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Bethesda, Maryland 20892


Sarcoidosis is a disease most commonly affecting the lungs, but it can also involve lymph nodes, skin, liver, spleen, eyes, bones, and glands. The cause of the disease is unknown. When it occurs it can produce an inflammatory reaction leading to irreversible organ damage and disability. In sarcoidosis granulomas can form in various organs (primarily lung) which can lead to its dysfunction. Granuloma is formed by clusters of inflammatory cells. The formation of these granulomas is influenced by the release of a substance called TNF-alpha (tumor necrosis factor alpha) which is found in some white blood cells. A drug known as pentoxifylline (POF) is known to markedly reduce the release of TNF-alpha. The standard medical treatment for sarcoidosis is steroid therapy. However, steroid therapy is associated with significant side effects and often must be stopped. Unfortunately, some of these patients can relapse when the steroid therapy is discontinued. Because of this, researchers are interested in finding alternative therapies for the treatment of sarcoidosis. This study will evaluate the effectiveness of giving POF to patients with sarcoidosis currently taking steroids. Researchers will compare the results between patients taking steroids with pentoxifylline and those patients taking steroids alone.

Study summary:

Corticosteroids are currently the mainstay of therapy for active pulmonary sarcoidosis and are used to prevent relapses in many patients with stable disease. The pulmonary manifestations of sarcoidosis are heterogenous and not all patients require corticosteroid therapy. Corticosteroids often produce undesirable side effects and, therefore, other therapies that can reduce or replace corticosteroid use are being sought. As tumor necrosis factor-alpha (TNF-alpha) plays a pivotal role in the formation of granulomata (the pathological hallmark of the disease), drugs that inhibit its production/release may prove effective in the treatment of this disease. Pentoxifylline (POF), a xanthine derivative used for many years in the treatment of peripheral vascular disease, is known to inhibit TNF-alpha release by human peripheral blood mononuclear cells and alveolar macrophages from patients with active sarcoidosis. To evaluate whether this drug is beneficial in the treatment of sarcoidosis, we propose to conduct a randomized, double-blind, placebo-controlled trial with POF in patients with pulmonary sarcoidosis on corticosteroid therapy. The primary objective of this study is to determine whether POF treatment can be beneficial as an adjunct to corticosteroid therapy in patients with pulmonary sarcoidosis. The role of TNF-alpha and other cytokines (released from alveolar macrophages) in explaining treatment responses defined by whether or not a patient improved will be assessed by testing whether the effect of treatment on the probability of improvement varies with cytokine levels.


INCLUSION CRITERIA: 1. Admission to this protocol will require a diagnosis of pulmonary sarcoidosis with or without ocular sarcoidosis based on clinical history, and biopsy of either lung, intrathoracic or other lymph nodes, or internal organs consistent with sarcoidosis, with all other causes of granuloma ruled out. Prior to enrollment in the study, patients will have their biopsy slides reviewed by a pathologist for confirmation of the diagnosis. 2. Males or females between 18 and 70 years of age on corticosteroid therapy. EXCLUSION CRITERIA: 1. Patients with active sarcoidosis of major organs other than the lungs and eyes (e.g., central nervous system, cardiac, renal) that require corticosteroid therapy. 2. Patients with uncontrolled hypertension, uncontrolled diabetes, history of cerebral or retinal hemorrhage, heart failure (New York class III or higher), renal failure (on dialysis), liver failure (with portal hypertension and ascites), cancer EXCEPT non-metastatic basal or squamous cell carcinoma of the skin, hematologic disorders, including severe anemia (hemoglobin less than or equal to 7 g/dl), granulocytopenia, platelet disorders, or a need for anticoagulation therapy. 3. Patients with concomitant obstructive lung disease (i.e., asthma, COPD, cystic fibrosis) or other interstitial lung diseases since changes in pulmonary function in such patients could not be attributed to sarcoidosis alone. 4. Patients who are pregnant or lactating. 5. Women of child-bearing potential without an accepted method of birth control. 6. Patients with a positive serum test for human immunodeficiency virus or hepatitis B or C virus. 7. Patients incapable of giving informed consent. 8. Patients allergic to POF or methylxanthines such as caffeine, theophylline and theobromine. 9. Patients currently taking corticosteroids for disease other than pulmonary sarcoidosis, theophylline, POF, or other xanthines, or patients who have been on these drugs in the preceding three months.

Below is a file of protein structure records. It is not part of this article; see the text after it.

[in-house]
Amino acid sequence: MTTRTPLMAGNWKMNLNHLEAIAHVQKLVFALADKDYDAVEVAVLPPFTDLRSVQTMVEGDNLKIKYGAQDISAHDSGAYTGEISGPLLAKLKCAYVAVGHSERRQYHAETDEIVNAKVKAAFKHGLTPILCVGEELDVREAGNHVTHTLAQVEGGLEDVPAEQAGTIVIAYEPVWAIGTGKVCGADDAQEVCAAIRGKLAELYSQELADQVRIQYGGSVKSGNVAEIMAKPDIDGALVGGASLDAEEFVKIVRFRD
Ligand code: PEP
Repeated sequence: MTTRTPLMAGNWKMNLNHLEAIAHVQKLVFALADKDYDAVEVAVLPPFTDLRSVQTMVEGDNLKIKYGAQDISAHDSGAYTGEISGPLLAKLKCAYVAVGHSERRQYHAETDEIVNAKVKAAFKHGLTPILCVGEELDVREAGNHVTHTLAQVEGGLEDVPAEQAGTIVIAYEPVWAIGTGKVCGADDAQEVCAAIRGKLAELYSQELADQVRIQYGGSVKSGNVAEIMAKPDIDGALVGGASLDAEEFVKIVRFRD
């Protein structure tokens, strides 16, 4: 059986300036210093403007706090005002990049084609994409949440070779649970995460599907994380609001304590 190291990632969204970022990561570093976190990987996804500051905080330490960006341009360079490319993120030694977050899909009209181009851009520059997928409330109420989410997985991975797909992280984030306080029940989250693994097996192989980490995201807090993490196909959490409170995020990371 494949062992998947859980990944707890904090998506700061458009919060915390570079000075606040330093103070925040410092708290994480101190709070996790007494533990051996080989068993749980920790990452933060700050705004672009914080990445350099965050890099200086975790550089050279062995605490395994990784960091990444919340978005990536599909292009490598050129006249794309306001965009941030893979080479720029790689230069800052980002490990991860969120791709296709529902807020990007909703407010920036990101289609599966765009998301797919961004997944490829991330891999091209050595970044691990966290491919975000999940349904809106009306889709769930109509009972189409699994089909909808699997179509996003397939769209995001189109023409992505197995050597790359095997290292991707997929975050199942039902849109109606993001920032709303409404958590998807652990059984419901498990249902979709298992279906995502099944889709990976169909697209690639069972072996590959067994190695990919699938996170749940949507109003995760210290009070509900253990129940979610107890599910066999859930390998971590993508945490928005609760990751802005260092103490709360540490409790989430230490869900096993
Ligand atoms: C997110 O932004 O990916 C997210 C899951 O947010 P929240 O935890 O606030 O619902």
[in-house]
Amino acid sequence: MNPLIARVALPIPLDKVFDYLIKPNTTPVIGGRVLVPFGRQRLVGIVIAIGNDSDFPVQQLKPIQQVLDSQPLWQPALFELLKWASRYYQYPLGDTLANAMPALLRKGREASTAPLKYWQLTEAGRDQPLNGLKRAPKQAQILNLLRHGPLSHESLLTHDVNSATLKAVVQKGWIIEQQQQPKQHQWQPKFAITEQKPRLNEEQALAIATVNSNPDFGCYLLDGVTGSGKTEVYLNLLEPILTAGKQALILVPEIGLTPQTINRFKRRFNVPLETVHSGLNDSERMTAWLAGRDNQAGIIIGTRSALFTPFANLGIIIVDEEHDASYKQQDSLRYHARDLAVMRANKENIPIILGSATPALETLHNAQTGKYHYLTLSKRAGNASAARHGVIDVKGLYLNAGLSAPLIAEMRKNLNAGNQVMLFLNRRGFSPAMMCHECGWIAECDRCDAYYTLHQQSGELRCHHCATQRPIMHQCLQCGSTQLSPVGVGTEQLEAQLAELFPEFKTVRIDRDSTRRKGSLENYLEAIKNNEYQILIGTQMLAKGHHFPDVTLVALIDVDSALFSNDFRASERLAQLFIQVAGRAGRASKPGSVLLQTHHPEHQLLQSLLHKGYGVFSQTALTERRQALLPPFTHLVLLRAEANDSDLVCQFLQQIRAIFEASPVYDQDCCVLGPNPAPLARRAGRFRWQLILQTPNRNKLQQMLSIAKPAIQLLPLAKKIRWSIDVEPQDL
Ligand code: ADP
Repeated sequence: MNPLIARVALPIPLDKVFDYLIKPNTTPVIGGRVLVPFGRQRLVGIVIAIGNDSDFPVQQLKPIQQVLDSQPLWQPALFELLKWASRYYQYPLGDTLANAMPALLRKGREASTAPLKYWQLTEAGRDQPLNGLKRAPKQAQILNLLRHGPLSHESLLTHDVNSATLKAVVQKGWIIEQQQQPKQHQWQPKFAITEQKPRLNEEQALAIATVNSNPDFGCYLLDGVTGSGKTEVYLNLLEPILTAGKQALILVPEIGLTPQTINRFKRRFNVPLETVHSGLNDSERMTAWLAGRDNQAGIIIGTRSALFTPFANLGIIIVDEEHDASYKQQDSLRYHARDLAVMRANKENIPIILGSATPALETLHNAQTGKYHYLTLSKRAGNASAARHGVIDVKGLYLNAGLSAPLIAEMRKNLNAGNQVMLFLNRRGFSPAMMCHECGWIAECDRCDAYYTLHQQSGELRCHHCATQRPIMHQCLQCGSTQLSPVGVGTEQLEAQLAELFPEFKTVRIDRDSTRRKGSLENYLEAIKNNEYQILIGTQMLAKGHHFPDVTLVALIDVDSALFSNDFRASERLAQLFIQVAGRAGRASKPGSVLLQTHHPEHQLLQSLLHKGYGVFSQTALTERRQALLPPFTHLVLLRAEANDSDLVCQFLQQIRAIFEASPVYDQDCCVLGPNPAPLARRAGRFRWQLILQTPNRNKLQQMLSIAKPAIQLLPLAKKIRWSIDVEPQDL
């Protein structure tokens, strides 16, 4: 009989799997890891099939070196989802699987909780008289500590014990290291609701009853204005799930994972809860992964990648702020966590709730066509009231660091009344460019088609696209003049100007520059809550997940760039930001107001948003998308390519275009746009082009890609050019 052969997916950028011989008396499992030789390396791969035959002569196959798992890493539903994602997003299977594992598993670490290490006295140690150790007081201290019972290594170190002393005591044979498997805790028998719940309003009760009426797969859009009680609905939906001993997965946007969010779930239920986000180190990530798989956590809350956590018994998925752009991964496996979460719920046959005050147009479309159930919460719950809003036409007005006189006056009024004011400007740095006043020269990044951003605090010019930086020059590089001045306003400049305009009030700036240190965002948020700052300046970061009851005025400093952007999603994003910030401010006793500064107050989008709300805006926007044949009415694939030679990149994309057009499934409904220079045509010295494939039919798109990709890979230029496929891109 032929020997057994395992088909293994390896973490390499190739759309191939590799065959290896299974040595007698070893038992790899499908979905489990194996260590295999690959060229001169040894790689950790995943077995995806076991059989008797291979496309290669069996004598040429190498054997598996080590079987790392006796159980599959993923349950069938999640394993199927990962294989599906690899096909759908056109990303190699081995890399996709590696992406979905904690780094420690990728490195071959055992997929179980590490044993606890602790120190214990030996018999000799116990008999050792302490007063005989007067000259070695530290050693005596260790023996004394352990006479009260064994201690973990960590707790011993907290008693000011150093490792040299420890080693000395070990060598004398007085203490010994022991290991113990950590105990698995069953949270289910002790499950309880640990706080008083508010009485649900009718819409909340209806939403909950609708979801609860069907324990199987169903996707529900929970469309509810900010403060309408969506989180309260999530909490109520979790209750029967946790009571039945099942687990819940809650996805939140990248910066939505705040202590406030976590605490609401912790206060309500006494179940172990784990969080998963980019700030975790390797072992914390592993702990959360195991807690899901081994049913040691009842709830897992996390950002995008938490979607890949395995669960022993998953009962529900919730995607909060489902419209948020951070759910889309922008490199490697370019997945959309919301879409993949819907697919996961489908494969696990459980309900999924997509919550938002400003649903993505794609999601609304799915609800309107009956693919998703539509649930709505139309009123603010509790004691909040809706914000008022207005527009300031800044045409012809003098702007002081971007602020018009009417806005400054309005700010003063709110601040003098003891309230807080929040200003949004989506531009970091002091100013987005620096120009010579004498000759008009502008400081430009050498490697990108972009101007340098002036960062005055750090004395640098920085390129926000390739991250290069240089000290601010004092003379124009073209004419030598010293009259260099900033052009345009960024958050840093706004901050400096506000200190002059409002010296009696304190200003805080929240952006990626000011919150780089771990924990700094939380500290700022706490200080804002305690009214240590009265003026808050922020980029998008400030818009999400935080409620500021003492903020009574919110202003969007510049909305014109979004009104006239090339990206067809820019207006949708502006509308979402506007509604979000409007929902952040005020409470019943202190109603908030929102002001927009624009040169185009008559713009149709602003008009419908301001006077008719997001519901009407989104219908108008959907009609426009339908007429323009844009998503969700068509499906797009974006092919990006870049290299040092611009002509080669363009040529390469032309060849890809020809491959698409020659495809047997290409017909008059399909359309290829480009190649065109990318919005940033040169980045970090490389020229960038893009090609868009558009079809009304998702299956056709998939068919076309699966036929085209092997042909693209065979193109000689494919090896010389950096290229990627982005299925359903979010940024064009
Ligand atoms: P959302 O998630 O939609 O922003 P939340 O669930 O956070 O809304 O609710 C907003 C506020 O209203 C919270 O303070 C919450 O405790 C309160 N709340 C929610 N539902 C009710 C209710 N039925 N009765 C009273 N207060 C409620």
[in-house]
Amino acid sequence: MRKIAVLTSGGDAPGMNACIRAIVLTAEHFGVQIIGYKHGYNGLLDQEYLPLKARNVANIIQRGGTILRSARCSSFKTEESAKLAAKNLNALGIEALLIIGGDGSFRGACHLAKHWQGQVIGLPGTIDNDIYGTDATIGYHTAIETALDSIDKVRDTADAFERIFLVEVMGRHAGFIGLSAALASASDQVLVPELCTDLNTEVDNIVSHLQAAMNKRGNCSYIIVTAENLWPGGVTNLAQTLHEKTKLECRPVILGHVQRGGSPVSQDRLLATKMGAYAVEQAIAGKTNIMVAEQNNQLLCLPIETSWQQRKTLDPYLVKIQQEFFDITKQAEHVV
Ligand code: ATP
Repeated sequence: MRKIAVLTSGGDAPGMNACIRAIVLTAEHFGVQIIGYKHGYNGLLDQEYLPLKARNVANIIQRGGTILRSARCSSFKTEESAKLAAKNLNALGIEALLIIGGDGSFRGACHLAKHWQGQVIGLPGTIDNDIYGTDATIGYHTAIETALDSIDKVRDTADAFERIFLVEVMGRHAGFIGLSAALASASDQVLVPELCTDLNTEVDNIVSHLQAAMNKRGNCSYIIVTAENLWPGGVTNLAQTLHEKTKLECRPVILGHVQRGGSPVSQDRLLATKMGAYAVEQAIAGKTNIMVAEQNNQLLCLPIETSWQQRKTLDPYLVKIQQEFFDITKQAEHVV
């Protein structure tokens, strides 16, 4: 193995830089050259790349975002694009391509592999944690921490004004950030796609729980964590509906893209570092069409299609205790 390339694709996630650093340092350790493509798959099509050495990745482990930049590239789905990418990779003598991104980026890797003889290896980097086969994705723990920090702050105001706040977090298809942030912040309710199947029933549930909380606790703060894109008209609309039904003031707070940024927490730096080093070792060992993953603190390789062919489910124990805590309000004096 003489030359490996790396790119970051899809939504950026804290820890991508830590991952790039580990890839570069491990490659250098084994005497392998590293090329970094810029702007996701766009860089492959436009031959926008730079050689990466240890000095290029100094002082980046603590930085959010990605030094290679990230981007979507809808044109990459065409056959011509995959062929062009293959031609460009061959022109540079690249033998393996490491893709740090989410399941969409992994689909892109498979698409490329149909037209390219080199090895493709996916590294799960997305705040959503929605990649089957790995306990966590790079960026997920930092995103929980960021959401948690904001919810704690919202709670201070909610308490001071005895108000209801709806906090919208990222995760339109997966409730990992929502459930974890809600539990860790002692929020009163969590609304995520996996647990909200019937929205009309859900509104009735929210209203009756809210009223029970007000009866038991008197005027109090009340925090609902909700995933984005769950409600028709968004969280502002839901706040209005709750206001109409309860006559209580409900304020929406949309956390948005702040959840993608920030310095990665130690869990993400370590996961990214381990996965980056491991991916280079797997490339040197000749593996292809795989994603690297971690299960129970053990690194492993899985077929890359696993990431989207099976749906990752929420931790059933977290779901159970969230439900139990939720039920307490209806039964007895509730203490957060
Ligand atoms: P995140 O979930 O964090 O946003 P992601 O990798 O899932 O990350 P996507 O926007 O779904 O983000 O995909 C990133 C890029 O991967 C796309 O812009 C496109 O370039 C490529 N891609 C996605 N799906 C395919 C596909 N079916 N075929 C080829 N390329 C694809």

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Bethesda, Maryland 20892
United States

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Site Status: N/A

Data Source: ClinicalTrials.gov

Date Processed: October 18, 2018

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